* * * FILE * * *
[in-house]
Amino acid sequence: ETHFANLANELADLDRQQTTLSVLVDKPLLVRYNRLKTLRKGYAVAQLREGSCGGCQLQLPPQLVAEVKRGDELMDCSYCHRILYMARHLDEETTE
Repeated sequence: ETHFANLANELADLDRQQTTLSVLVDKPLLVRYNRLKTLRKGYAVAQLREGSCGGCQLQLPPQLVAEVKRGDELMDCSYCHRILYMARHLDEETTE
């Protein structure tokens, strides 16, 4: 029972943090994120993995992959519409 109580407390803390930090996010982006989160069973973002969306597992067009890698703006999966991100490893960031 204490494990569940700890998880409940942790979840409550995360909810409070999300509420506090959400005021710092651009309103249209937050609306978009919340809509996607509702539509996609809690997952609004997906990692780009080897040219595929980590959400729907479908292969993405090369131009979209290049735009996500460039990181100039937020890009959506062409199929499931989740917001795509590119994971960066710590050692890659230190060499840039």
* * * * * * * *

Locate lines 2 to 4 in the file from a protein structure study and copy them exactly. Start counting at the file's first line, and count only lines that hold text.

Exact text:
Amino acid sequence: ETHFANLANELADLDRQQTTLSVLVDKPLLVRYNRLKTLRKGYAVAQLREGSCGGCQLQLPPQLVAEVKRGDELMDCSYCHRILYMARHLDEETTE
Repeated sequence: ETHFANLANELADLDRQQTTLSVLVDKPLLVRYNRLKTLRKGYAVAQLREGSCGGCQLQLPPQLVAEVKRGDELMDCSYCHRILYMARHLDEETTE
């Protein structure tokens, strides 16, 4: 029972943090994120993995992959519409 109580407390803390930090996010982006989160069973973002969306597992067009890698703006999966991100490893960031 204490494990569940700890998880409940942790979840409550995360909810409070999300509420506090959400005021710092651009309103249209937050609306978009919340809509996607509702539509996609809690997952609004997906990692780009080897040219595929980590959400729907479908292969993405090369131009979209290049735009996500460039990181100039937020890009959506062409199929499931989740917001795509590119994971960066710590050692890659230190060499840039």